How science works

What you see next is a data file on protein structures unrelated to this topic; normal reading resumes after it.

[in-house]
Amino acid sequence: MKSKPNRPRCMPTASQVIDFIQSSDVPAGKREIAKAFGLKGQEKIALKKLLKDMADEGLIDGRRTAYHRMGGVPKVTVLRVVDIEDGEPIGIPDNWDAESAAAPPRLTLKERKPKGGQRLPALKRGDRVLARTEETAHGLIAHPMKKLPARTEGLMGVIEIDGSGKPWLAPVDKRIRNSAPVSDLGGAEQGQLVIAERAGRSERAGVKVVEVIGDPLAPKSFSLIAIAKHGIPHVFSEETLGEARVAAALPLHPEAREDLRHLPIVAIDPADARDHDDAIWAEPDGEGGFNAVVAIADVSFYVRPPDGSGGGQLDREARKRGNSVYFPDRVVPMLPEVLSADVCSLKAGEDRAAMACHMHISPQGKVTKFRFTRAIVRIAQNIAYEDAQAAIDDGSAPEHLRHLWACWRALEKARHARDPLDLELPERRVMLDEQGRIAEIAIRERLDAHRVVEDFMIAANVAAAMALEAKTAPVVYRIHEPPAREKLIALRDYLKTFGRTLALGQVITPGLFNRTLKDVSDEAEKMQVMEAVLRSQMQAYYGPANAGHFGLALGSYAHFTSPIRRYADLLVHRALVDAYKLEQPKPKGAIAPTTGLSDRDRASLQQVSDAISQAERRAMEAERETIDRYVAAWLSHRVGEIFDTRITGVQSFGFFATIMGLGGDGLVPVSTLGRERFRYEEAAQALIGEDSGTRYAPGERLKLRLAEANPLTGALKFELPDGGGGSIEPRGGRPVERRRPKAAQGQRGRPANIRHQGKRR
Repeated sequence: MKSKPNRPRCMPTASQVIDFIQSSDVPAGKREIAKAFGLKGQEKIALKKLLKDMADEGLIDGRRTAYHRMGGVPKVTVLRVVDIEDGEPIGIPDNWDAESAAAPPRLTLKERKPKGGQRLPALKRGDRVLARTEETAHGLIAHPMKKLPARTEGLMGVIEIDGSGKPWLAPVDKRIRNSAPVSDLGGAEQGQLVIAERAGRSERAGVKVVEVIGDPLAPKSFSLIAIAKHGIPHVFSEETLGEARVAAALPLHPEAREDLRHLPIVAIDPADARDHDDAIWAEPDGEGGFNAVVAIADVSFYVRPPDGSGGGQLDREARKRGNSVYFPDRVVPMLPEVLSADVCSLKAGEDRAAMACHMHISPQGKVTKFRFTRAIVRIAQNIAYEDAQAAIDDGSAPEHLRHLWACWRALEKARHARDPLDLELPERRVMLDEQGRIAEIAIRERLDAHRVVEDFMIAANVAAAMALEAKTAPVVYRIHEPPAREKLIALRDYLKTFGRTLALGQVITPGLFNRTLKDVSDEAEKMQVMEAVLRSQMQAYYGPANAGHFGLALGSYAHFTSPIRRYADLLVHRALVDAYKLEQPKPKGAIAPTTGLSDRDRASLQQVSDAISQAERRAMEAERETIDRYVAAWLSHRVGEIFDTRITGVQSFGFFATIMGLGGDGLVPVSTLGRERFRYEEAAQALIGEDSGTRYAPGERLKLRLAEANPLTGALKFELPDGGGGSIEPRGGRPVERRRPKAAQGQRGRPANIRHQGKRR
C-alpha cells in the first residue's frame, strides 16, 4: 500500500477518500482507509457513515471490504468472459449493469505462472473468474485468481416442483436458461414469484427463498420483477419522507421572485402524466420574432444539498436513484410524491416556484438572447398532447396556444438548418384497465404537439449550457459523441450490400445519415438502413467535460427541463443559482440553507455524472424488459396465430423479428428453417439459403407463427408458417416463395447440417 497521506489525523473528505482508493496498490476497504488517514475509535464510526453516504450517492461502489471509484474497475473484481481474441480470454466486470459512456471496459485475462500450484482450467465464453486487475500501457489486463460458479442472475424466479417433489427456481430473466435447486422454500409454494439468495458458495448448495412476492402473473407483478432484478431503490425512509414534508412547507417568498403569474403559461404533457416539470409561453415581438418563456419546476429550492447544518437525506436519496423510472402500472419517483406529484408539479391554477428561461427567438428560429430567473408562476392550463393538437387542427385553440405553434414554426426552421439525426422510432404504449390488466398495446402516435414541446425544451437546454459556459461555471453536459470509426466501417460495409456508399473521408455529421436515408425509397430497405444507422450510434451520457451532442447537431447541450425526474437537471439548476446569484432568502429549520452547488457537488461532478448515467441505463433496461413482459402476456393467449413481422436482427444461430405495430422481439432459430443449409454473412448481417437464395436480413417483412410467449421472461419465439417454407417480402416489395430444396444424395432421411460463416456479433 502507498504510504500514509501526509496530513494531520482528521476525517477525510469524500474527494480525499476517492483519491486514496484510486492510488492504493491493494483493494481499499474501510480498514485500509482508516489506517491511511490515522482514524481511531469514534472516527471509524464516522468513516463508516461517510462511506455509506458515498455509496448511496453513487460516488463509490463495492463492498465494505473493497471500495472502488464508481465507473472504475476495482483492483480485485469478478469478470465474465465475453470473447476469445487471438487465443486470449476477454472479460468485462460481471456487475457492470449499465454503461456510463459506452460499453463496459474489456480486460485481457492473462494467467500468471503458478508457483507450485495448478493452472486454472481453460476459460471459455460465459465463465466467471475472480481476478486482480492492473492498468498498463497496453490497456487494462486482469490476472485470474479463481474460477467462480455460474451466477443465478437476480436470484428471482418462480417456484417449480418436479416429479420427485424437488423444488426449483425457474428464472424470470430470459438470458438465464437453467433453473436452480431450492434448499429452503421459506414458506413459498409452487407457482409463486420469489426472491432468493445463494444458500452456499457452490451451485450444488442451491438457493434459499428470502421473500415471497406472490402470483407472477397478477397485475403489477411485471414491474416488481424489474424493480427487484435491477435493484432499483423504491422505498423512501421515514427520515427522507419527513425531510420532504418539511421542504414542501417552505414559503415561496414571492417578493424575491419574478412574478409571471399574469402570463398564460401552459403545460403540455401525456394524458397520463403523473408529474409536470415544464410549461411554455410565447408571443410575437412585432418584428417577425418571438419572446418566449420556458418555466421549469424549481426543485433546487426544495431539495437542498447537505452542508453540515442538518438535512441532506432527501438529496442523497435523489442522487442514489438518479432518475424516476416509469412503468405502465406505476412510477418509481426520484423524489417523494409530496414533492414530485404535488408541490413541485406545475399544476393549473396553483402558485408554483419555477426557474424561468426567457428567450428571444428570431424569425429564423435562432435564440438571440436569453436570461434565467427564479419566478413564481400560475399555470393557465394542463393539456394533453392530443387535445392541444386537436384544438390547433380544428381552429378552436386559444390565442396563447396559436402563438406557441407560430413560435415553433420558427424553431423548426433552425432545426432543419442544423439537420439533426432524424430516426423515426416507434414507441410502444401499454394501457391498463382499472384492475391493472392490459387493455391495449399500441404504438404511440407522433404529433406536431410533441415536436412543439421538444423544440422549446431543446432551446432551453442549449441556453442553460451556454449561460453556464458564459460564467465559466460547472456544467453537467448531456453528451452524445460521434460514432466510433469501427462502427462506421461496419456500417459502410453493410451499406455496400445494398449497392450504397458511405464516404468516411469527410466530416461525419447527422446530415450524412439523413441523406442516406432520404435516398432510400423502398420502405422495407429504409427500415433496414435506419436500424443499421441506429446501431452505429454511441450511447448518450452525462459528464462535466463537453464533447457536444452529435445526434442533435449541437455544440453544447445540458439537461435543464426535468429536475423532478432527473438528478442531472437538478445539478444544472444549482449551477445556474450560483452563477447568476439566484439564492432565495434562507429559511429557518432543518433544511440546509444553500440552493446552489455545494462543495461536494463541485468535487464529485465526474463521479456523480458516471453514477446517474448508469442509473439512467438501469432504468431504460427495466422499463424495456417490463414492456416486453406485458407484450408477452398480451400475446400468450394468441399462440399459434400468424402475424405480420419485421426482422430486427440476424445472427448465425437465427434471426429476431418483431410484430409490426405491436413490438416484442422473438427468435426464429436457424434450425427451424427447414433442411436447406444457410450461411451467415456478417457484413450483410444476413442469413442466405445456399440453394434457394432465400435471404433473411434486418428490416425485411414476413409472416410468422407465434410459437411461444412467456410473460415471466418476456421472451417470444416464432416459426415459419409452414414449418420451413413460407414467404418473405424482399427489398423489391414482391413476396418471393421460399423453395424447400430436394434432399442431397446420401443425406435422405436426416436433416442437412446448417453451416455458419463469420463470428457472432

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That is how science works. Ideas range from the solidly accepted to the literally half-baked-those in the process of forming, the sorts of things about which people call each other up in the middle of the night. All science involves speculation, and few sciences include as much speculation as geology. Is the Delaware Water Gap the outlet of a huge lake all other traces of which have since disappeared? A geomorphologist will tell you that, in principle, the idea is O.K. You have to deal with partial information. In oil drilling, you had better be ready to act shrewdly on partial information. Do physicists do that? Hell, no. They want flexplek huren maastricht to have it to seven decimal places on their Hewlett-Packards. The geologist has to choose the course of action with the best statistical chance. As a result, the style of geology is full of inferences, and they change. No one has ever seen a geosyncline. No one has ever seen the welding of tuff. No one has ever seen a granite batholith intrude.” Since I was digging his sample pits, I felt enfranchised to remark on what I took to be the literary timbre of his science. “There’s an essential difference,” he said. “The authors of literary works may not have intended all the subtleties, complexities, undertones, and overtones that are attributed to them by critics and by students writing doctoral theses.” “That is what God says about geologists,” I told him, chipping into tlrn sediment with his broken shovel. “You may recall Archelaus’s explanation of earthquakes,” he said cryptically. “Earthquakes were caused by air trapped in underground caves. It shook the earth in its effort to escape. Everyone knew flexplek huren amsterdam then that the earth was flatulent.” Deffeyes said he had asked his friend Jason Morgan-whose paper “Rises, Trenches, Great Faults, and Crustal Blocks” defined the boundaries of the plates-what he was going to do for an encore. Morgan said he didn’t know, but possibly the most exciting thing to do next would be to prove the theory wrong. That would be a reversal comparable to the debunking of Genesis. I remembered Eldridge Moores, of the University of California at Davis, telling me what it had been like to be in graduate school at the height of the plate-tectonics revolution, and how he had imagined that the fervor and causal excitement of it was something like landing on Guadalcanal in the middle of the action of “a noble war.”

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